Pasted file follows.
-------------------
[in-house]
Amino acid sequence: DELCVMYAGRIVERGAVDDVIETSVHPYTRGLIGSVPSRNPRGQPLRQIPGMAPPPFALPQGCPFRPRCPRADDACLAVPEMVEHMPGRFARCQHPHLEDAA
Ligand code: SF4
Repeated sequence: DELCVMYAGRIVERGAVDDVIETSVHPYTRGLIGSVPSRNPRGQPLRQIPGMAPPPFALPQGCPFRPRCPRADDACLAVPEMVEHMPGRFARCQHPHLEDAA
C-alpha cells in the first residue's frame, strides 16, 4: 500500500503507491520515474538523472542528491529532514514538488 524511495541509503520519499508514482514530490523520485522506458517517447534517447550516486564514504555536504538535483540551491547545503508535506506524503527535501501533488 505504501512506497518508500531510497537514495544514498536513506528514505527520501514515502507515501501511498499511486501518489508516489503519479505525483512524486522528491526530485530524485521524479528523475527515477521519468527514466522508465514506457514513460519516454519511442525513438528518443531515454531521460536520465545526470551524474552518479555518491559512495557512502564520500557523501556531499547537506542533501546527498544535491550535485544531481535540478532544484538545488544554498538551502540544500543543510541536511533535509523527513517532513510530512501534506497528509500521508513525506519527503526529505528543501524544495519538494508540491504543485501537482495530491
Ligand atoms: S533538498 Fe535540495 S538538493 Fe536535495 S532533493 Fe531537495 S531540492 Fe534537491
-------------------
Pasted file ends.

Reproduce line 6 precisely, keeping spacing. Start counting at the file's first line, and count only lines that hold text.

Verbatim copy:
Ligand atoms: S533538498 Fe535540495 S538538493 Fe536535495 S532533493 Fe531537495 S531540492 Fe534537491